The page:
Amid the Coronavirus pandemic, one of the many problems which people are suddenly waking up to, apart from the deadly virus itself, is to deal with stress, anxiety and depression. Rising deaths linked to Coronavirus across the world and the problems associated with it — both social and economic upheaval, insecure future, job loss and pay cuts — have led to a heightened sense of fear among those with pre-existing mental problems and affecting even those who haven’t witnessed them before.
Talking to The Statesman, Dr Mohit Sharma, Senior Resident and Locum Consultant from Institute of Human Behaviour and Allied Sciences (IHBAS), Delhi said, “It is a normal reaction by people in abnormal situation.”
Here are the excerpts from an interview with the doctor:
1) Has there been a sudden spurt in the number of cases of mental illnesses like anxiety, depression, Obsessive Compulsive Disorder (OCD) etc among people?
Ans. The whole pandemic situation and the COVID-19 induced lockdown, this sudden crisis is surely an anxiety-provoking state. We are receiving several calls from general population where people say they are not getting proper sleep, are suffering from palpitations, restlessness etc. So, we are falling back on tele-psychiatry and counsel people as much on phone or such other apps. So, while taking care of their mental health we are suggesting people to stay at home to keep themselves safe from Coronavirus as well.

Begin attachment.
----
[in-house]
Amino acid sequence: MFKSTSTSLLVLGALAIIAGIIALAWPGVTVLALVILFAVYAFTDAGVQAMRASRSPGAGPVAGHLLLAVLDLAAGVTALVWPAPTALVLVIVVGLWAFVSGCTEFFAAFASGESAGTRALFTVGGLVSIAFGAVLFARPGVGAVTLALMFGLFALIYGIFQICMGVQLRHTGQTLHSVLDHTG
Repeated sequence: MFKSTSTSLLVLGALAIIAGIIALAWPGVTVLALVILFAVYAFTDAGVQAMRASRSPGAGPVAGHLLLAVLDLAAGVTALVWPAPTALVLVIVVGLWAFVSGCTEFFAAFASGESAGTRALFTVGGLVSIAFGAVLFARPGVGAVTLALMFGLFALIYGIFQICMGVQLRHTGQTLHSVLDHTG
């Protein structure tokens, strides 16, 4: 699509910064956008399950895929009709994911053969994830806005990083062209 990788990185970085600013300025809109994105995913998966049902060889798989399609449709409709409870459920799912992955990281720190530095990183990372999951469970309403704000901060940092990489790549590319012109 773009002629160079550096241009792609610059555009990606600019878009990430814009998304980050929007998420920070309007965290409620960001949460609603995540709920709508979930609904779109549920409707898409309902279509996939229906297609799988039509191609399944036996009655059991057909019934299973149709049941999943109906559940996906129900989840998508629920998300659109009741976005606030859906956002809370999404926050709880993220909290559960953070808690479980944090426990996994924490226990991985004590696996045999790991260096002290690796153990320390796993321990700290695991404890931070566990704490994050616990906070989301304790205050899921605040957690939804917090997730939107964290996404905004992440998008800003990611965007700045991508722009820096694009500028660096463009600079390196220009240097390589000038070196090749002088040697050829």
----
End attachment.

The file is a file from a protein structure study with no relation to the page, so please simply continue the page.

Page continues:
2) What are the ways you can suggest to tackle this mentally-stressful situation?
Ans. Not just Coronavirus, to top it all, joblessness, lack of social security, flooding of “infodemic” of misinformation as called by UN chief Antonio Guterres are its main causes.
Same, fear inciting information is being consumed from multiple sources round-the-clock. So, it is important that one should limit the source of his/her information and it should be validated source.
And if it still provokes anxiety, people should keep themselves busy by reviving their hobbies and interest activities. They should try to get some exercise and eat well, and sleeping on time to give rest to both mind and body will do a lot of good for them.
3)What are the measures taken by the Centre/ State governments to take care of the pre-existing mentally ill patients?
Ans. We are following the Mental Health Care Act 2017. There are no specific guidelines; we are following the hospital guidelines. For the homeless people or people who leave homes due to their mental condition or homeless people who are suffering from mental illness, we send mental health mobile units on police call and they are admitted to the hospital with proper checking and authorization. They are further given proper treatment and care by our doctors and nursing staff.
4) Are the patients brought at IHBAS tested for COVID-19 and how are the patients with mental illness, who are abandoned by their family, or homeless people who may not be able to follow the Coronavirus guidelines — like the required hygiene and cleanliness regime of washing hands for 20 seconds, not to touch face, eyes or nose…wearing a mask, maintaining social distance etc — dealt with?
Ans. Even if the people are suffering from mental health problems, Indian family system is still mostly intact and such that the family keeps and takes care of their loved ones and are not abandoned by them.
It’s the homeless on roads, with no food, they are more susceptible to the infection without any protection.
Initially in ICMR guidelines for COVID-19 testing, patient’s identity proof and a phone number were mandatory for tracing Coronavirus positive patients. But, homeless people with mental illness brought by the police generally don’t have any such documents. After a PIL was filed in Delhi High Court, it had given a order on August 7 to allow testing of such patients without the mandatory ID proof or phone number by using a dummy phone number and address of the labs or hospitals.